IN SEPTEMBER OF 1990, at the cusp of the fall of the Soviet Union, Bernard Lewis published a seminal essay in the Atlantic Monthly titled “The Roots of Muslim Rage”. The essay articulates his basic theory as to why Islamic civilization is in such disarray and what must be done to fix it. Through a series of subsequent books he argues that Islam’s downfall was a result of its inability to modernize, focusing specifically on the relationship between religion and state. His underlying argument, that Muslims are angry because their religion has failed them, and not because of geopolitics, foreign occupation or anything else, provides the intellectual justification for many failed US policies in the Middle East since 9/11.
Lewis acknowledges the fact that Islam was an integral component of the great civilizational flourishing that took place in the Muslim world during the Middle Ages. He goes on to contend that the bifurcation of religious and secular authority in Europe and North America during the advent of modernity created a world where nations influenced by sociopolitical Islam were no longer viable. In short, he concludes that what made Islam great, the influence of religion in the public conscience, is what in part led to its eventual downfall. Lewis goes on to argue in his book The Crisis of Islam that Islam is at a civilizational crossroads, and Muslims have two choices. The first is to ” attributed all evil to the abandonment of the divine heritage of Islam and advocate[s] a return to a real or imagined past. The other way is that of secular democracy, best embodied in the Turkish republic founded by Kemal Atatiirk.” For Lewis, nothing short of a transformation of the Muslim world into the latter would ensure security for America at home.
Lewis’s ideas were important because of his eminent status amongst policymakers in Washington. His close relationships with neoconservatives like Dick Cheney and Donald Rumsfeld are well noted. A 2004 Time magazine profile of Lewis explained that no other scholar had more influence on the decision to wage war in Iraq. The war was, in effect, a test of whether or not Lewis was correct in his diagnosis and prescription for what ails the Muslim world.
The dramatic failure of Lewis’s perspec- tive is best illustrated by comparing the status of two countries situated at the crossroads of the Middle East and Europe. On one hand there is Turkey, a nation that has made significant economic and politi- cal strides under Tayyip Erdogan and his justice & Development Party. While Erdo- gan enjoys support from a majority of Turks as evidenced by his landslide elec- tion, his administration must continue to tread carefully around the anti-religious military establishment, the guardians of the Atatiirk- style secular republic advocated by Lewis. Erdogan, a devout Muslim, is fashioning Turkey into a modern Muslim republic, the kind of nation capable of reconciling its Islamic heritage with the realities of the modern world.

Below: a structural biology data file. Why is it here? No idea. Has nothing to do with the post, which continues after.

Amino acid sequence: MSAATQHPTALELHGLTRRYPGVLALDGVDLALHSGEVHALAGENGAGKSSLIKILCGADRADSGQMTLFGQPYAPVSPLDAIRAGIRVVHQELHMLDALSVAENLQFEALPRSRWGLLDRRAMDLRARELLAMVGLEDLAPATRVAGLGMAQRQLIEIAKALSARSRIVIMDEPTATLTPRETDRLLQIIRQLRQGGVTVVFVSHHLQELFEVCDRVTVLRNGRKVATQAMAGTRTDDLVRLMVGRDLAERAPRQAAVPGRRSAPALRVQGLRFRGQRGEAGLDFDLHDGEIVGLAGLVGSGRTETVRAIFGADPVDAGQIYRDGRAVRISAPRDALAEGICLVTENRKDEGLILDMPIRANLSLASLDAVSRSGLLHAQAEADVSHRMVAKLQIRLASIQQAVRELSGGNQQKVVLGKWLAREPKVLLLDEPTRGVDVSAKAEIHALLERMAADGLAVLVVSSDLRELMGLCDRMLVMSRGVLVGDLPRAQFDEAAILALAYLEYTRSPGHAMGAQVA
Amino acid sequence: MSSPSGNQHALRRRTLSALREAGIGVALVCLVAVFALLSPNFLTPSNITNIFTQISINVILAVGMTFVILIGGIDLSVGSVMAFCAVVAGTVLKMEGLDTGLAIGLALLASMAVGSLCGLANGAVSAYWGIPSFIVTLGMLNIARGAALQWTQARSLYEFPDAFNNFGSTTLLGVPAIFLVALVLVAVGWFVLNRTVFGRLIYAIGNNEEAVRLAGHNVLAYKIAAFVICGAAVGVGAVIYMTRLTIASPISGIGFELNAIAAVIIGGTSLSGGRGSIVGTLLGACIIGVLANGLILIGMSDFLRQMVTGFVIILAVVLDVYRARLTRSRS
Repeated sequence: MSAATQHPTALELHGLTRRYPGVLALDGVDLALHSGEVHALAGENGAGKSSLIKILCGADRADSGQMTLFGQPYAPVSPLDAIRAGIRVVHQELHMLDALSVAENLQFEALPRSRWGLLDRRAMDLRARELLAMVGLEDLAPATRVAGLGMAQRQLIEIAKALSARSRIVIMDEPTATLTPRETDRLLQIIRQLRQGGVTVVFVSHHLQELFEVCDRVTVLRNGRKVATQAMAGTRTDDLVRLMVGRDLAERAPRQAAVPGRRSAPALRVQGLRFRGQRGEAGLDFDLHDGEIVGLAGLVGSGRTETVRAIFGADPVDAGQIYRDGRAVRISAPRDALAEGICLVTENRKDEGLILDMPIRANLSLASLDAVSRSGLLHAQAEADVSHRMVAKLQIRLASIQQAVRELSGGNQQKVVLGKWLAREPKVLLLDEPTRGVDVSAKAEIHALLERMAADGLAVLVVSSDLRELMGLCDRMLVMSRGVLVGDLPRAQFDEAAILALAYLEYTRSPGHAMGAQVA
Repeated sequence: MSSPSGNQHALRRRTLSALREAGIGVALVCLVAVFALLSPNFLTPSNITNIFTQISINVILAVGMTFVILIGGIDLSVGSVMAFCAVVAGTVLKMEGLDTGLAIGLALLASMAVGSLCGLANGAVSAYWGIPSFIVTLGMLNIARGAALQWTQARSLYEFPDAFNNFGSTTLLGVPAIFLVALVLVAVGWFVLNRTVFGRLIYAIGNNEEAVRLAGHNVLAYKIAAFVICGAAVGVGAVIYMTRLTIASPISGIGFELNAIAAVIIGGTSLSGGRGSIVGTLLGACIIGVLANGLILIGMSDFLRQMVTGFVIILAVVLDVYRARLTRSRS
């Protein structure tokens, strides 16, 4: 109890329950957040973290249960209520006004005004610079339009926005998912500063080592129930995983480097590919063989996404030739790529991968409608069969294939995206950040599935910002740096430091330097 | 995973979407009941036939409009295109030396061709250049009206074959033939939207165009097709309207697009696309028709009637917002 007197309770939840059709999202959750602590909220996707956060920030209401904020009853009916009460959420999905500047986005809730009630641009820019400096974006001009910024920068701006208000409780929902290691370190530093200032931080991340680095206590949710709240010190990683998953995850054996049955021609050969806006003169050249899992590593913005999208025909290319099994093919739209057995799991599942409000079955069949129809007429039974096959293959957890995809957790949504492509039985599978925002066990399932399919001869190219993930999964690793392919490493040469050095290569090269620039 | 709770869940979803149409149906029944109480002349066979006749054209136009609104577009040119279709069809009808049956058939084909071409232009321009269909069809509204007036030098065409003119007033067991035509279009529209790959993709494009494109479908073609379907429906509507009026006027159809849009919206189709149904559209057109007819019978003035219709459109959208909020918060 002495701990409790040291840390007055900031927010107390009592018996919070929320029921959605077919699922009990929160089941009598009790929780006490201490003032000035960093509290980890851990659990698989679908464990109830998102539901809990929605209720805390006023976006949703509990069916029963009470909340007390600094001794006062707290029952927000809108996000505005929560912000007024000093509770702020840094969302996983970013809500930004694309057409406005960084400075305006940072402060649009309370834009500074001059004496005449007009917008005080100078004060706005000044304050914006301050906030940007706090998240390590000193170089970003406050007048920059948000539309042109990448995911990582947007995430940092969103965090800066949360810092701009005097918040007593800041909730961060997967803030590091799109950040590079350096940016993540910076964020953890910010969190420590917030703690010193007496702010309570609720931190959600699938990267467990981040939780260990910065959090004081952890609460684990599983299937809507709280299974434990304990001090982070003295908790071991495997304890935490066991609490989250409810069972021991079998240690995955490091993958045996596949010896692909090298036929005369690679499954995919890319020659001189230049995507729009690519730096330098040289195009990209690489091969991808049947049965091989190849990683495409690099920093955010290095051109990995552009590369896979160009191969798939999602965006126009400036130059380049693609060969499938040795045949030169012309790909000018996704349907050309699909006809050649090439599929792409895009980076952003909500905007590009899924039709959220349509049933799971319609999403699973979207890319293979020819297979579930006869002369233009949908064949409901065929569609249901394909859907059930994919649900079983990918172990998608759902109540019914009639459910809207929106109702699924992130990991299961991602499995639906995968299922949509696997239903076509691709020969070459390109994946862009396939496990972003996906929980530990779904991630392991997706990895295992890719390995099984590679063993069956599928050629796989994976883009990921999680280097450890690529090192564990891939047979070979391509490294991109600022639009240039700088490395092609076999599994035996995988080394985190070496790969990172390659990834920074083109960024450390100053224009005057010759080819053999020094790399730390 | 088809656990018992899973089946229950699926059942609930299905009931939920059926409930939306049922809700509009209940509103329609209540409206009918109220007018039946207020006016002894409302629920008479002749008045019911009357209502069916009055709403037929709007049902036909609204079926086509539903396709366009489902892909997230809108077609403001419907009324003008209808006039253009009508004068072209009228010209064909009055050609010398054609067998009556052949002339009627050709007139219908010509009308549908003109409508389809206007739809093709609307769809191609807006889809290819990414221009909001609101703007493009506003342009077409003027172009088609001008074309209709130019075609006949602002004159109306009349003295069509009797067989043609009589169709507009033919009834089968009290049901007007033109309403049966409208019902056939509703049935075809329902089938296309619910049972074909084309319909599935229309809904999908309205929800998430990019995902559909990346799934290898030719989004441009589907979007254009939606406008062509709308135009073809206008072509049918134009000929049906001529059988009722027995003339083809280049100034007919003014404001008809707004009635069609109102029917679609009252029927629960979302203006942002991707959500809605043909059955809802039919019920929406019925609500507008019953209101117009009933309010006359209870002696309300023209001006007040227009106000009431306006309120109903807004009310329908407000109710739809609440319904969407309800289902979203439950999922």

On the other hand you have Iraq, a country plunged into civil war by the very interventionist force that Lewis argued would bring about democracy. In Turkey, Islam interacted with the modern world, resulting in mainstream Muslim leadership that respects both religion and the secular foundations of the state. In Iraq, external military intervention was used as a catalyst for reform, resulting in complete chaos. We would have all been better off had Lewis remained in his ivory tower.
US policymakers must abandon the Lewisian perspective. Given that Lewis was completely wrong in every policy recommendation his body of work formulated, it may be instructive for US policymakers to do that exact opposite of what he would argue. This would include recognizing that foreign policy has played an important role in the current political malaise of the Middle East and that Islam’s interaction with democracy does not necessarily result in medieval style governance.
What remains is the need to reconfigure how we understand the role of religion in Muslim politics. The vast majority of Muslims are not interested in a monolithic totalitarian religious state. At the same time, many want Islam to play a role in shaping the social, cultural and moral underpinnings of society. This is not something US policymakers should fear. Rather, it is something they should try and understand.